50. Passage [Official site] (2007)
Developer: Jason Rohrer
Passage is a simple, 2D game in which you walk from left to right, and as you do your tiny sprite man experiences all the stages of life: growing old, chasing love, finding a wife, not being able to fit through one-square gaps because the wife makes you too wide…
The simplicity of its metaphors aside, Passage was released in 2007 at a time when “indie games” and “art games” were just beginning to gain traction. It helped jumpstart both, by showing a way – albeit a limited one – that games could communicate through their mechanics without cutscenes or plot or anything borrowed from other mediums. It’s now one of a handful of games regularly accepted into museum exhibits worldwide, including the Museum of Modern Art’s videogame design exhibition.
Notes: Creator Jason Rohrer has gone on to make a number of interesting games, but some of his most interesting are those designed – but not necessarily ever made – for the Experimental Gameplay Workshop at GDC.
What else should I be playing if I like this: Sleep Is Death is my favourite Rohrer game. It’s a two-player game that allows for collaborative storytelling, in which one player sets a scene with characters and objects and then invites another to interact with it. The storyteller then responds to the player’s actions in real-time through a simple turn-based system.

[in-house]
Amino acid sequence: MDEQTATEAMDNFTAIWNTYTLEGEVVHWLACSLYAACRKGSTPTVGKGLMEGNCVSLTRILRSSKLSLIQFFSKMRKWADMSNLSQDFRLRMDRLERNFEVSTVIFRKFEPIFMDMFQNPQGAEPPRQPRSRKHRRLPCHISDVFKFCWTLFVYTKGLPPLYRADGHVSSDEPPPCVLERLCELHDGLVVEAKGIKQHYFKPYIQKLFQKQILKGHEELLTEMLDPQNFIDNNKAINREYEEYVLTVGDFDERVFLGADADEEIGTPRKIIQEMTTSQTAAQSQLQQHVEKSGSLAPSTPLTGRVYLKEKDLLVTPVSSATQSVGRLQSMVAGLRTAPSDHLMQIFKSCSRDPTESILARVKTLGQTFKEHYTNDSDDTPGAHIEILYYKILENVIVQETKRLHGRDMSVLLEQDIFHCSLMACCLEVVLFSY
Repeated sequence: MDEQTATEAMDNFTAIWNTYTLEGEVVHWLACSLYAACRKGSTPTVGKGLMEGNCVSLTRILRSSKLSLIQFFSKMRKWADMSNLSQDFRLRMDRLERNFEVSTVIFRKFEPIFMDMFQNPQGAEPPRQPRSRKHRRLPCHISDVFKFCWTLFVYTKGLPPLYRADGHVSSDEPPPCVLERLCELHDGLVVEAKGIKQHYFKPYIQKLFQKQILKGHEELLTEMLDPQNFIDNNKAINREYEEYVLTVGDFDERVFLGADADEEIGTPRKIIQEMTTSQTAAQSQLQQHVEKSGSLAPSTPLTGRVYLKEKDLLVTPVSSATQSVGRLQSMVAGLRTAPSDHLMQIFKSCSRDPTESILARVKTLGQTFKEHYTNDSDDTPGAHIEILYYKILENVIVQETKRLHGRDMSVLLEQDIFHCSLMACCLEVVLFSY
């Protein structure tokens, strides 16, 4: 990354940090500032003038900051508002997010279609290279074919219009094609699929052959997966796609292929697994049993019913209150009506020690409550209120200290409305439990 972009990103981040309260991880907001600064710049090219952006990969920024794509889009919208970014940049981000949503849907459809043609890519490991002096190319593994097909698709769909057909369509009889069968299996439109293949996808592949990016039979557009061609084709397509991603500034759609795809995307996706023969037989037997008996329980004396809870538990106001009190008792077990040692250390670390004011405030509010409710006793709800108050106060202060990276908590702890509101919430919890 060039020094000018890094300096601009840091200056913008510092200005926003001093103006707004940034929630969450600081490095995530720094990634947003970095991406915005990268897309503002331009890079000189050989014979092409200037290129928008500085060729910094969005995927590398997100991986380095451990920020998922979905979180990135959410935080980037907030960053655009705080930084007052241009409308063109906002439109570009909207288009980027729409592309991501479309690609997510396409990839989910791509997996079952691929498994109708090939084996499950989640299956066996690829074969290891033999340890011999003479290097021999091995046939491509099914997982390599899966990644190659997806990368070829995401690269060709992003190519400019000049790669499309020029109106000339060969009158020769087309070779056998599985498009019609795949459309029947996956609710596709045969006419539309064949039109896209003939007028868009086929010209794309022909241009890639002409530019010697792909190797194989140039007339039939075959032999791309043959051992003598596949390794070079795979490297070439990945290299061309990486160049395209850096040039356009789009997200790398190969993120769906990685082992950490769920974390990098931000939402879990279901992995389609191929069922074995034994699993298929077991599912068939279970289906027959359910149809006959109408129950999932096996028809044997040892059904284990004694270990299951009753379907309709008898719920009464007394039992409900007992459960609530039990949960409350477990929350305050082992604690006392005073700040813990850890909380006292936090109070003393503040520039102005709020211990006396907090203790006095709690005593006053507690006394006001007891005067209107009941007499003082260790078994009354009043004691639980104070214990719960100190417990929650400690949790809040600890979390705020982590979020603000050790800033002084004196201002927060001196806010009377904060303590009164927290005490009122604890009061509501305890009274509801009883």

Where can I download it: Official Site
49. Slave of God [Official site] (2012)
Developer: Increpare Games
You buy some drinks. You try to make conversation with strangers. You stumble into the toilet and try desperately to get it in the bowl. You connect with someone on the dancefloor and suddenly it’s hours later, and they’re gone, and you’re spilling out into the early morning street alone. Slave Of God depicts a single night in a club with a polygonal, fuzzy style the evokes the half-remembered blur of an alcohol-soaked night out. It’s short but memorable – like all the best nights out.
Notes: Graham live-action roleplayed Slave Of God unknowingly in his early 20s.
What else should I be playing if I like this: Anything else made by Increpare, as his games alternate between frighteningly smart design experiments and auto-biographical vignettes. Sometimes they’re both at the same time.